e expertise to a novice or lesser
expert, there is more to human intelligence than providing advice and explanations. For example, these systems
cannot learn from experience. Neither can they devise new knowledge from an examination of their current
dge. They simply perform what a human has created them to do. So based on today's techniques, Expert
Systems appear to have reached a watershed.


Belief is like a guillotine

just as heavy and just as light


Franz Kaf

Domain Selection

The choice of an appropriate domain to begin applying AI is not always clear. Often, a careful organization
selects an application that is easy to implement in order to demonstrate to skeptical individuals that the
technology does wor
k. A consultative system is generally the preferred starting point with development of an
line advising system. Once the technology is proven, other applications should grow naturally out of this
initial success. While this
conservative approach

is lik
ely to overcome resistance to AI, it is a slow route and
does not produce large rewards quickly.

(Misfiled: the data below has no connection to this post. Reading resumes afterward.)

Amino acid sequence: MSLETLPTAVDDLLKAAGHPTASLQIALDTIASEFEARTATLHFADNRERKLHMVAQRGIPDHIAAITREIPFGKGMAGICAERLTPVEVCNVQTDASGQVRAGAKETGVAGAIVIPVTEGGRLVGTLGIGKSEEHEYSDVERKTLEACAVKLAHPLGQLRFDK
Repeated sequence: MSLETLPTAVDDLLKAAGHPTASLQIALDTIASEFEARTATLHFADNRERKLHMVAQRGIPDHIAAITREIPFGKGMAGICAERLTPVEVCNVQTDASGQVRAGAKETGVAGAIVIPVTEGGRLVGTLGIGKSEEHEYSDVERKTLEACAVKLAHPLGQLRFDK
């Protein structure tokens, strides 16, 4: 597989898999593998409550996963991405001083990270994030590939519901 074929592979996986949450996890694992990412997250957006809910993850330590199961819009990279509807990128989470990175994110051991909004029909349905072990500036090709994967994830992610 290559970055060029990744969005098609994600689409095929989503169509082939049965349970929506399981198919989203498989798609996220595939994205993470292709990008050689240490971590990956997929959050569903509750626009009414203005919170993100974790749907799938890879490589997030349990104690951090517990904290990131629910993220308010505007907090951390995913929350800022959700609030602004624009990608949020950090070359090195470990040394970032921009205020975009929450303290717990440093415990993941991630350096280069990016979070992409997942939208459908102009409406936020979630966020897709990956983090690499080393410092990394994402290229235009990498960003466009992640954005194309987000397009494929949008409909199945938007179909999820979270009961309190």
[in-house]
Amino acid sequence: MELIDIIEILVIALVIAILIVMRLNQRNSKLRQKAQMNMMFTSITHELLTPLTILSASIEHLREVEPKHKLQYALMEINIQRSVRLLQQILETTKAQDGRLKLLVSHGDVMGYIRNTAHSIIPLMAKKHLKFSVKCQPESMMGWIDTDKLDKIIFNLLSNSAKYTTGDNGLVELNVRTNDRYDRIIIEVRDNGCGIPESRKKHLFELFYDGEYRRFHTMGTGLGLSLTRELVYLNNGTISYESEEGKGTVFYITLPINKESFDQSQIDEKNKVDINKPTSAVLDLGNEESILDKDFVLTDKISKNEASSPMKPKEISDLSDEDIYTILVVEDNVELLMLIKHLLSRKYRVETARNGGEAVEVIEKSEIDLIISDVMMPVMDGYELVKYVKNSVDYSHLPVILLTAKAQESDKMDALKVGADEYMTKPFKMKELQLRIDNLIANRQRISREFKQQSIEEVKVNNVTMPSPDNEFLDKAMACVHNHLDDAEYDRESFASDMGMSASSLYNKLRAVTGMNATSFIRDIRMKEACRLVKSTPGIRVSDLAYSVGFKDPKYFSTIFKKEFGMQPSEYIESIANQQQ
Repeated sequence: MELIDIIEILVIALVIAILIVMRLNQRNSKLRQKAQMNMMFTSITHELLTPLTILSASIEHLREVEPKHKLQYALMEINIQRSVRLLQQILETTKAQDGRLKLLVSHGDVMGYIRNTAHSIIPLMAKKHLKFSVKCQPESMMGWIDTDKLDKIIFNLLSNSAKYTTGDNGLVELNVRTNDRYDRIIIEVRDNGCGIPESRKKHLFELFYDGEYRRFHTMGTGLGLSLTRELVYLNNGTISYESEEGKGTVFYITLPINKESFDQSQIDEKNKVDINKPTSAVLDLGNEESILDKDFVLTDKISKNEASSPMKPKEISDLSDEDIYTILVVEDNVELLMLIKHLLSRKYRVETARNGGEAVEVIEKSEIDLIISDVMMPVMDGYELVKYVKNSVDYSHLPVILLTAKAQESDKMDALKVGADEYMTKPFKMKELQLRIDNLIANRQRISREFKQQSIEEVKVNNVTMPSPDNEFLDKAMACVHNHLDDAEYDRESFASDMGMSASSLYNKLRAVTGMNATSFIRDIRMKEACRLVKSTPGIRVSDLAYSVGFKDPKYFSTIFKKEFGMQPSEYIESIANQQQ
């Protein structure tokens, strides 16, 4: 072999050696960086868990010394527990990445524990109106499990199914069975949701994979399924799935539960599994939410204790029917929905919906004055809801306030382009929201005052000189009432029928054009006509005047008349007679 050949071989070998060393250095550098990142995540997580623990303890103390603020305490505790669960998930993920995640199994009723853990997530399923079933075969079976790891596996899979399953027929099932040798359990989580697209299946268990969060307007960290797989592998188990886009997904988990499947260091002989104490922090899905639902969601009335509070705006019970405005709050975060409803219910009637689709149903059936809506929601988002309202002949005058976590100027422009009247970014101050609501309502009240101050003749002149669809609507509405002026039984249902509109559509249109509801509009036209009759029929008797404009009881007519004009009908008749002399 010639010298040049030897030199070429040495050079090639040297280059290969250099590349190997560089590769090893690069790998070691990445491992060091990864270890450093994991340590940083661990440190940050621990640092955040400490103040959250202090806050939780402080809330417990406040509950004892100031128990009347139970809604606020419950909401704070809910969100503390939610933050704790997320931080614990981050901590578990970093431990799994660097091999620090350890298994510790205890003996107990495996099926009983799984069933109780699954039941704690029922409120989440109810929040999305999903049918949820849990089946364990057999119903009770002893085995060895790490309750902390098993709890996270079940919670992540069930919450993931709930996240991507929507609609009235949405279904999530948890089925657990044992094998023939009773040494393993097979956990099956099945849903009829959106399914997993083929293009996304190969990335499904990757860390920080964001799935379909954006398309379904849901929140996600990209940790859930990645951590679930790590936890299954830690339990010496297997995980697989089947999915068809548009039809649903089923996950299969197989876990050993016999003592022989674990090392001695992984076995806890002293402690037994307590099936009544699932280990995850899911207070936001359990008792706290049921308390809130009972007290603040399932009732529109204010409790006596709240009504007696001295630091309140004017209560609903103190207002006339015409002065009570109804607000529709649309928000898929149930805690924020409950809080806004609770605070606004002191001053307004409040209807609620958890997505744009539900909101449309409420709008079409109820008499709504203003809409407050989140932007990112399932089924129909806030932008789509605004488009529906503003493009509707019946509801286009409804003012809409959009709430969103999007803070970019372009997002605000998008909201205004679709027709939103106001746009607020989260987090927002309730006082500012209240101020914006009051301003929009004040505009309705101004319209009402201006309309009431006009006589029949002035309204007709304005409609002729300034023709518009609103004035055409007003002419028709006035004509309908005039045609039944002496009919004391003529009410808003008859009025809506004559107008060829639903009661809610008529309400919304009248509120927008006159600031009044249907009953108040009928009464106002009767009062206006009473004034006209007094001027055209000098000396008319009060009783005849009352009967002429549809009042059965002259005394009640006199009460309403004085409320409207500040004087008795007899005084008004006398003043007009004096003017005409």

An alternate approach considered more risky and certainly more costly, is to begin with an on
line real
monitoring or control system. These are
ack applications

which will pay for their initial cost in several
weeks or months. The initial prototype is developed fast. Select a well
understood problem area; one that is
difficult to automate but has existing sensor data. Build a system with a useful
and user
friendly interface so
operating personnel adopt the system as an essential tool in their work.

line systems can be prototyped in as little as 2 weeks by experienced personnel. With close cooperation of
Management and Users, these systems produ
ce major benefits

in as little as one month. The process begins by
rapid development of the knowledge base and User Interface. Once tested in a static mode, the system is hooked
into the plant DCS database or PLC system to operate in a monitoring mode in
parallel with existing manual
control. System advice or diagnostics are evaluated by the Users together with the development team and
modified to suit the objectives. Once all parties agree, the system is turned on to control mode to supervise
existing con
trollers with set point changes.

Development Time

The time required to develop an Expert System is a function of a number of variables:


time to learn the tool;


time to learn the techniques;


time to acquire domain knowledge.